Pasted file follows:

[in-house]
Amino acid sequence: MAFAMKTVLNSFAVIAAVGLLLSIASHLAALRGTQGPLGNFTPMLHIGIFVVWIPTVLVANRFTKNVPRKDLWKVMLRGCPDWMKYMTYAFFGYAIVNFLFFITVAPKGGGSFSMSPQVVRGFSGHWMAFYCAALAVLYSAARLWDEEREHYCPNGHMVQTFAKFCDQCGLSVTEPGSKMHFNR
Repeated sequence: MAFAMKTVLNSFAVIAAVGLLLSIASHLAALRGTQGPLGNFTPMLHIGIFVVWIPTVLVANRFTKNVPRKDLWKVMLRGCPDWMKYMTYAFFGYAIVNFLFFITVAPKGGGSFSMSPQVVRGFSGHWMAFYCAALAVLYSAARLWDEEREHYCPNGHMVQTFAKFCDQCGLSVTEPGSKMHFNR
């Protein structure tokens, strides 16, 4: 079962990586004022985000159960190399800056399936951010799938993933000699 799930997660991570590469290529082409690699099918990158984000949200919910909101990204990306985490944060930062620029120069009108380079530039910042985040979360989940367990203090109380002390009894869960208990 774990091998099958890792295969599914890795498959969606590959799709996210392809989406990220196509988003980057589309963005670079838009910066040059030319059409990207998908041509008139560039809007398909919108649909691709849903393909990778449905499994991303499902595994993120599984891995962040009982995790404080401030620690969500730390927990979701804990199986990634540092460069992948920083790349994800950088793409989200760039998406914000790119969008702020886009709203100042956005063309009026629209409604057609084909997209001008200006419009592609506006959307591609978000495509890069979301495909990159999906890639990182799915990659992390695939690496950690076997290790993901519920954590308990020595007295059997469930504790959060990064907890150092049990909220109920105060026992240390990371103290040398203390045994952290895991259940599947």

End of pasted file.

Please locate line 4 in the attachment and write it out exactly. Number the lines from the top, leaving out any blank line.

């Protein structure tokens, strides 16, 4: 079962990586004022985000159960190399800056399936951010799938993933000699 799930997660991570590469290529082409690699099918990158984000949200919910909101990204990306985490944060930062620029120069009108380079530039910042985040979360989940367990203090109380002390009894869960208990 774990091998099958890792295969599914890795498959969606590959799709996210392809989406990220196509988003980057589309963005670079838009910066040059030319059409990207998908041509008139560039809007398909919108649909691709849903393909990778449905499994991303499902595994993120599984891995962040009982995790404080401030620690969500730390927990979701804990199986990634540092460069992948920083790349994800950088793409989200760039998406914000790119969008702020886009709203100042956005063309009026629209409604057609084909997209001008200006419009592609506006959307591609978000495509890069979301495909990159999906890639990182799915990659992390695939690496950690076997290790993901519920954590308990020595007295059997469930504790959060990064907890150092049990909220109920105060026992240390990371103290040398203390045994952290895991259940599947």